When a Forest Hills player takes a charge, his teammates on the bench go wild. The Tigers have introduced a charge chain this season, and it’s the most coveted piece of jewelry in Jackman.

“They get this emotional bump,” Forest Hills coach Anthony Amero said. “It fires them right up.”

Modeled after the University of Miami football team’s turnover chain, the charge chain is a board painted black and orange featuring the word “charge,” with a simple gold chain duct-taped to it. The player who takes the most charges in a game gets to wear it when the game is over. When the season is complete, the Tiger who took the most charges for the season will keep the charge chain. Currently, sophomore Hunter Cuddy leads with 17 charges taken.

With a roster of seven healthy players, defense is a key for Forest Hills. Tuesday’s 62-61 win at Temple Academy improved the Tigers to 12-5 with one regular season game left against North Haven next Tuesday. Forest Hills is in fourth place in the Class D South Heal point standings and appears locked into that spot for the tournament. As of Thursday morning, the Tigers were 13 points behind third-place A.R. Gould and 15 points ahead of fifth-place Pine Tree Academy.

To Amero, fourth place is a good place to be, considering the Tigers lost leading scorer Parker Desjardins to a broken foot in early January and Jacob Rivas missed some time with a separated shoulder. Rivas has since returned to the lineup, and the Tigers are 5-4 without Desjardins. One of the players who has stepped up his play is senior Jack Hoyt, who came into the season battling knee problems.

“Hoyt was going to be a role player and has gone out and played multiple minutes,” Amero said.


Senior guard Kenn Vito Cruz has taken on a bigger rebounding role, despite his 5-foot-5, 110-pound frame. With 102 rebounds on the season, Vito Cruz averages close to a rebound per pound.

As always, the lack of depth has made the Tigers cautious when fouling. The Tigers would rather let an opponent take a layup than foul. Consequently, the Tigers have taken 288 free throws, while their opponents have taken just 71.

“No dumb fouls, because we don’t have (the depth). We’re doing a good job about it,” Amero said.

In the win at Temple Academy Tuesday, four players scored in double figures for the Tigers, led by Brandon Gilboe’s 18 points and Cuddy’s 17. Amero is proud of the way the team responded when Desjardins went down.

“They haven’t quit on us, and that shows their character,” Amero said. “We’re playing good team basketball. Everybody contributes.”

As for Desjardins, Amero said don’t count him out for the tournament. The boot comes off Desjardins’ broken foot next week, and he’ll be re-evaluated.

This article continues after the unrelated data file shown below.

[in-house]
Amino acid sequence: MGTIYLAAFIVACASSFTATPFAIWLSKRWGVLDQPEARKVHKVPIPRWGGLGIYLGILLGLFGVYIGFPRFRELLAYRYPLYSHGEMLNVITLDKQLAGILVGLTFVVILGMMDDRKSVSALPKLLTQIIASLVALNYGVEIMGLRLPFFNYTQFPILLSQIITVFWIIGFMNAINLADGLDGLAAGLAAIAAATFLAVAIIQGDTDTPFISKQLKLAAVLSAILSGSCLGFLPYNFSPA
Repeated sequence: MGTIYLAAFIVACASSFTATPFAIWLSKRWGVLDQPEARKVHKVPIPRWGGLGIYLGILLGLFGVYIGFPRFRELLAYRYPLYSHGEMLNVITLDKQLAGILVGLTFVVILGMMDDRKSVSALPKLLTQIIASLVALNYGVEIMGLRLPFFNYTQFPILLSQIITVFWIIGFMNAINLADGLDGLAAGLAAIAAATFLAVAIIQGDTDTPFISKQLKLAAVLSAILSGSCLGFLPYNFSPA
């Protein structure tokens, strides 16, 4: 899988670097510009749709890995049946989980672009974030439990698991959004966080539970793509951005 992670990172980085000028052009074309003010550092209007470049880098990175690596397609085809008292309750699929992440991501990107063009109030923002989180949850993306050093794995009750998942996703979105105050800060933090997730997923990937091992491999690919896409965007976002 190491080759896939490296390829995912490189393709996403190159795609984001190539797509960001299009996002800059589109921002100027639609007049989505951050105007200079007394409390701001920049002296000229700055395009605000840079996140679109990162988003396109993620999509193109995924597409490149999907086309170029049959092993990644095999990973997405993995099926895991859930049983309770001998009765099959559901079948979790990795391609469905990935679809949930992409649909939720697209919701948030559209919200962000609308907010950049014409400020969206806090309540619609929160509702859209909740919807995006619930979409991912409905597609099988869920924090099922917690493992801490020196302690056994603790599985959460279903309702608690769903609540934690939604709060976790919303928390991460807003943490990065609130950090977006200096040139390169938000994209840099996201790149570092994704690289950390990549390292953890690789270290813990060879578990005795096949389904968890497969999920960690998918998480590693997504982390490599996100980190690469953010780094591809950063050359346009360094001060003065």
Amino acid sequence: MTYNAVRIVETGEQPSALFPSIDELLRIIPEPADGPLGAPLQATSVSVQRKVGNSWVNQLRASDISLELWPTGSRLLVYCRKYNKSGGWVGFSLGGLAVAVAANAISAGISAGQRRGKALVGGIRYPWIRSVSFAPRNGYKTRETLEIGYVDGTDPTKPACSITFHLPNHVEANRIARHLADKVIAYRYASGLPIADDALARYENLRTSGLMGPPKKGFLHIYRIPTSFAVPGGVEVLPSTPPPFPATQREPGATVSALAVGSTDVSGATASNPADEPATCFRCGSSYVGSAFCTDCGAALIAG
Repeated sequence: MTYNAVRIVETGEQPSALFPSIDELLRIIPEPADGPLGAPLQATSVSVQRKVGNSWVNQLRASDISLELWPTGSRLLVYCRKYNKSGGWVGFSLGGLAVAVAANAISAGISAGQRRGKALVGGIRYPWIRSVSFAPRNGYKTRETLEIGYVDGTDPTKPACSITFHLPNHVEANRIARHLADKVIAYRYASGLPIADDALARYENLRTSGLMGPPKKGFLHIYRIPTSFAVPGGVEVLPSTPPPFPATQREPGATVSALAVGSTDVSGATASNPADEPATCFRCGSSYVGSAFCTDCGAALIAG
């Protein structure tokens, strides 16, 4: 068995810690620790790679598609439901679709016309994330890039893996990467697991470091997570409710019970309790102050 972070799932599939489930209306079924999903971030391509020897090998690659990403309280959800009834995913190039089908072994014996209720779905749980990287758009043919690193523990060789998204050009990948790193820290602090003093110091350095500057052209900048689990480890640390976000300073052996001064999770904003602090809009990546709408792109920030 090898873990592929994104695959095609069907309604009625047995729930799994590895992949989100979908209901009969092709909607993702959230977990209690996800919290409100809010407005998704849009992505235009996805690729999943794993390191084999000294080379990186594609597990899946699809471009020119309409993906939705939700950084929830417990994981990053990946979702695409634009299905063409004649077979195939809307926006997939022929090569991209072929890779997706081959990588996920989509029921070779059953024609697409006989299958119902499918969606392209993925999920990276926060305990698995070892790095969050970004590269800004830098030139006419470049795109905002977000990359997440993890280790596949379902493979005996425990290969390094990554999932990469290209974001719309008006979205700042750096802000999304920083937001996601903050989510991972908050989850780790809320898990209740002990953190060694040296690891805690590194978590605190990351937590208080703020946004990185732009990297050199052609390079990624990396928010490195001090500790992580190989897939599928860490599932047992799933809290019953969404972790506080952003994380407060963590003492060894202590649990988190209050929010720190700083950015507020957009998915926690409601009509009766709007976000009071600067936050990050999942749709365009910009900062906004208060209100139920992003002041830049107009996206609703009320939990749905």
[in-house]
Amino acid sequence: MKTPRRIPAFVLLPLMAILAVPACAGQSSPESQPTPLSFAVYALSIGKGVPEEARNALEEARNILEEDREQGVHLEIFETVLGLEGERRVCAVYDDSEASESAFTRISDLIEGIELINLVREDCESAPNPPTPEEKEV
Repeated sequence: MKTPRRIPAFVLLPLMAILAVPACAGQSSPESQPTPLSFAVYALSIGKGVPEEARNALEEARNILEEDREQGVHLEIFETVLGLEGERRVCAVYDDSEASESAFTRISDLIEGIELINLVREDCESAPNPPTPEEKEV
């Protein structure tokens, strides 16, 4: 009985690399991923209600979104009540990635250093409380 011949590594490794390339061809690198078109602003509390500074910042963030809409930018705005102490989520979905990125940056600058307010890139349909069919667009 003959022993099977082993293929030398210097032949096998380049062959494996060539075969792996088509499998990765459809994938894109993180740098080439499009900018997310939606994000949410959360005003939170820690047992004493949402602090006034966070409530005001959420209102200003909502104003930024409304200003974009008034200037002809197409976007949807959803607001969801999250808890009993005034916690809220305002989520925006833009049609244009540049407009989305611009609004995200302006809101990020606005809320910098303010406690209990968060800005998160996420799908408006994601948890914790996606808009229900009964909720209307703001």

“I would not rule him out. He’s still taking 500 shots a day,” Amero said.

• • •

When Winslow held Skowhegan scoreless in the second quarter of Tuesday’s 52-30 win, the next practice was on the minds of the Black Raiders. Winslow ends each practice with a series of planks, an exercise in which one lies still — with all the weight on the toes and forearms — for a period of time. The exercise strengthens the body’s core muscles. The time the Black Raiders plank is determined by the number of points they allow. In this case, 30 points meant 30 seconds of planking.

“They started talking about it towards the end (of the game),” Winslow coach Ken Lindlof said. “It’s all about the planks. It’s a motivational thing.”

Defense has been a key to Winslow’s current nine-game win streak. In those nine games, the Black Raiders (12-3) allowed 50 or more points just three times. Four times Winslow held opponents under 40 points.

In his first season as Winslow’s head coach, Lindlof said it was important to establish a strong defensive identity.


“It takes longer to develop an offense,” Lindlof said. “You can come in and employ a defense quickly. We have athletic kids who work at it.”

Back-to-back wins over Class A opponents Skowhegan and Lawrence improved the Black Raiders to fourth place in the Class B North Heal point standings. Winslow closes the regular season with three road games, beginning Friday at rival Waterville.

• • •

Defending Class A North champion Messalonskee is in a tough fight for a playoff spot. Wednesday’s win over Lawrence improved the Eagles record to 7-8, but Messalonskee is still three and a half points behind Gardiner for the eighth and final playoff spot in the region. Messalonksee’s final three regular season games are each worth a lot of Heal points, but they are also challenging. The Eagles host Class AA North contender Edward Little (11-4) Friday before games against playoff locks Skowhegan (9-6) and Cony (10-5) next week.

“These are huge teams we’re competing with. We’ve got to have that focus every day,” Messalonskee coach Peter McLaughlin said. “Cony’s as hot as anybody right now.”

When Messalonskee began the stretch run, which already has included games against playoff contenders Brunswick and Nokomis, McLaughlin told the team the magic number was four. With wins over Brewer and Lawrence, the Eagles need wins in two of these final three games to hit that number, although a victory over any of the remaining three opponents could be enough to vault into a playoff spot, depending on Gardiner’s results.


A key in recent wins has been offensive efficiency, McLaughlin said.

“For a while, we were still trying to find our identity. Over the course of the season, the quality of shots we’ve taken is at a varsity level,” McLaughlin said.

McLaughlin also credited the effort of Messalonskee’s seniors — Chase Warren, Cole Wood, Dawson Charles, and Colby Charette — for their leadership in an up and down season.

“After we lost to Brunswick (on Jan. 19), we had a long talk. These seniors have been local about how they want their season to go,” McLaughlin said.

Travis Lazarczyk — 861-9242


Twitter: @TLazarczykMTM

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